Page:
13445984425_d85ca739c2_zAfter a week of various independent travel experiences, all 30 members of our cross cultural made our way back to Jerusalem. Coming back to a now familiar city almost feels like returning home after a semester of almost never returning to a place twice. However, this week we had the new opportunity of lodging in the historic Ecce Homo Convent in the Old City. The ancient Roman road of the Via Dolorosa, the road that Jesus walked on to his crucifixion, runs through the basement of the convent, the victory arch made by Hadrian is built into the chapel, and the roof has a beautiful view of the Dome of the Rock. There really is nothing comparable to living in the heart of the Old City of one-of-a-kind Jerusalem.

Our focus for the week was learning more about Judaism, studying a bit of Hebrew, and of course visiting some more of the countless historical and Biblical sites in Jerusalem. This was the first time that Janet and Linford sent us off on quite a bit of independent exploration in the city. As great as our group is, it’s also nice not having to maneuver through crowded marketplaces with a group of 30 people. Some of the highlights of these explorations include walking the Stations of the Cross on the Via Dolorosa, 13445808283_09fdcb405c_zvisiting the Garden Tomb, walking on top of the walls of the Old City, and finally getting a chance to visit the Temple Mount after waiting in an impressively long line. Also, throughout the week we had about 9 hours of Hebrew lessons from out amazing teacher, Sarah. She taught us the entire Hebrew alphabet, quite a few words, and lots of songs, which have been stuck in many of our heads ever since. One of our more somber afternoons in Jerusalem was spent visiting the Holocaust Museum, Yad Vashem. While this wasn’t the most energetic of days, this museum definitely helped us to better understand the past of many Jewish Israelis in a meaningful way.

Eventually (March 23rd to be exact), the time came for us to leave Jerusalem, the city that became many of our group members’ favorite city on the trip so far. We headed back out to the Galilee, where we had briefly visited with JUC already, but this time came to stay at a kibbutz in Hannaton. A kibbutz is an agriculturally based intentional community. Some have completely shared resources among members, while others like ours have more independent families. This week in the Galilee region was planned and led by our guide Lori, a Jewish American who immigrated to Israel just a few years ago. Our schedule included a wide variety of lectures and “mifgashim” (face to face interactions) with everyone from Israeli college professors to descendants of Holocaust survivors, to soldiers fulfilling their 2-3 years of service in the Israeli army. These “mifgashim” were some of the highlights for me personally. Israeli young adults are some of the most articulate people I’ve ever met, and I learned so much about their individual beliefs as well as the beliefs of Israelis as a whole. And I think that all of us in the group have gotten pretty good at explaining both the purpose of our trip as well as who Mennonites are, after having to explain these so many times.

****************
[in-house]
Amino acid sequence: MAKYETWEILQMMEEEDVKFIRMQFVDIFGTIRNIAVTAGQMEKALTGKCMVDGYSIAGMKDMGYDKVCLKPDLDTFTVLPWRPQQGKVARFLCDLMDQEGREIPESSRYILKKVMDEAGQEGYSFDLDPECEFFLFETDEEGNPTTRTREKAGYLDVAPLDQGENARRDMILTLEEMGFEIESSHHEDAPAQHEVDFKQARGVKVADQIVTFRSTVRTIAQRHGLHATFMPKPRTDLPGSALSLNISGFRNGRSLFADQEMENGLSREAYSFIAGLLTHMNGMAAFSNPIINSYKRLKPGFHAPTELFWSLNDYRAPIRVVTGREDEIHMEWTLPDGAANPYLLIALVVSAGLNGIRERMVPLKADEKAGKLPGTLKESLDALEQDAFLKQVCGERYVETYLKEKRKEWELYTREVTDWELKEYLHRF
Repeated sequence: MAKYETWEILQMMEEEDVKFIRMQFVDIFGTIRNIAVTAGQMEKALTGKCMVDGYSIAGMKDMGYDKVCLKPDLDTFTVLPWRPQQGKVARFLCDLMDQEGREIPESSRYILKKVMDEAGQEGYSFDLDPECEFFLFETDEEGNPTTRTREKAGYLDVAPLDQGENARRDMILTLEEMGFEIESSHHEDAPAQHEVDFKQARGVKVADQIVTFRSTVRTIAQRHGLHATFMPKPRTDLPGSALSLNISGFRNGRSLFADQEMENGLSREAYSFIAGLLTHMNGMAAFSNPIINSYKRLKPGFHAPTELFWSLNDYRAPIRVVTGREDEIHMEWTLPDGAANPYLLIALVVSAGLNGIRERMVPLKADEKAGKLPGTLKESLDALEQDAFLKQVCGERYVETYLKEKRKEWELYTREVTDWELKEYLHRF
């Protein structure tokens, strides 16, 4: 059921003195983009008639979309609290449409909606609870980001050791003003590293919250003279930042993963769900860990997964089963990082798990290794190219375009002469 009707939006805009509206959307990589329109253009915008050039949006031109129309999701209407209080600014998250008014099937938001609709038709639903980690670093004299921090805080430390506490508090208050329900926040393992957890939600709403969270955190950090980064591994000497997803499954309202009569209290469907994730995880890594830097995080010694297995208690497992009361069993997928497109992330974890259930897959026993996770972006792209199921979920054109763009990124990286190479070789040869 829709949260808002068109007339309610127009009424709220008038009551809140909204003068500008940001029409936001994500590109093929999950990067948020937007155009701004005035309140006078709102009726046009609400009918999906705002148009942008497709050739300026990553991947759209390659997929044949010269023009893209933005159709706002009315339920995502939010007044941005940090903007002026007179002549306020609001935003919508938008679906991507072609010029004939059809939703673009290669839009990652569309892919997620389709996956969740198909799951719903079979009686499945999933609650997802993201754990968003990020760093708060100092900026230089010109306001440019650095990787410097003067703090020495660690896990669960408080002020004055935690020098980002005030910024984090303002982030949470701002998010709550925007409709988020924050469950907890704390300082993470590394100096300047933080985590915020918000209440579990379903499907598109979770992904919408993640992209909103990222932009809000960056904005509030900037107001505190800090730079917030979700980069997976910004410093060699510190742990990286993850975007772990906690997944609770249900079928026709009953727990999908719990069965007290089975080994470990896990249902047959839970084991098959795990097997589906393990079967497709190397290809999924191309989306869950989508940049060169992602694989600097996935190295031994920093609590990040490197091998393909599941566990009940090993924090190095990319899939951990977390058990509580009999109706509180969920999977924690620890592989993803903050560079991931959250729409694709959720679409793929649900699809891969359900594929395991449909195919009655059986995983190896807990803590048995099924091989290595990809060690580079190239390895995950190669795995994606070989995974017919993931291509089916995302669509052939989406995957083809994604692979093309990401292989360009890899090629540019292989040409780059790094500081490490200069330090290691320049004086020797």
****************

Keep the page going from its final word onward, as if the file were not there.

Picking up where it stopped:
Our week in the Galilee ended with a free day to explore the coast city of Akko before we headed to our next and final location in Israel, the town of Nazareth. This semester has kept us moving right along through locations and information, and even so, we are still just skimming the tip of the iceberg when it comes to learning everything about this fascinating part of the world.

-Melissa Jantzi

Independent Travel

April 5, 2014

Spring break came a week later for those of us across the pond, but it brought the same feelings of joy and freedom.  After completing an intensive course in biblical history at Jerusalem University College, we appreciated the week of independent travel. Small groups of travelers departed Jerusalem for Tel Aviv, Eilat, the Galilee, Bulgaria, and Turkey without the leadership of our faithful professors Linford and Janet.

Ind.travel in front of Hagia SophiaFor the group who went to Turkey, we were met with yet another new culture in our adventurous semester.  While I enjoyed Israel, it was nice to see something fresh. We landed in Istanbul and spent most of our time in the Sultanahmet area with the most famous sites the city has to offer.  The Blue Mosque and Hagia Sophia loomed nearby and captured our attention throughout the week. A rainy afternoon was a good time to explore the grounds of the Topkapi Palace which included numerous exhibits of Ottoman artifacts. Finally, the Grand Bazaar provided plenty to do in between. We carefully navigated the scores of shops, hunting for the best possible bargains. In all of these experiences, I felt the rush of adrenaline that comes with witnessing the magnificent.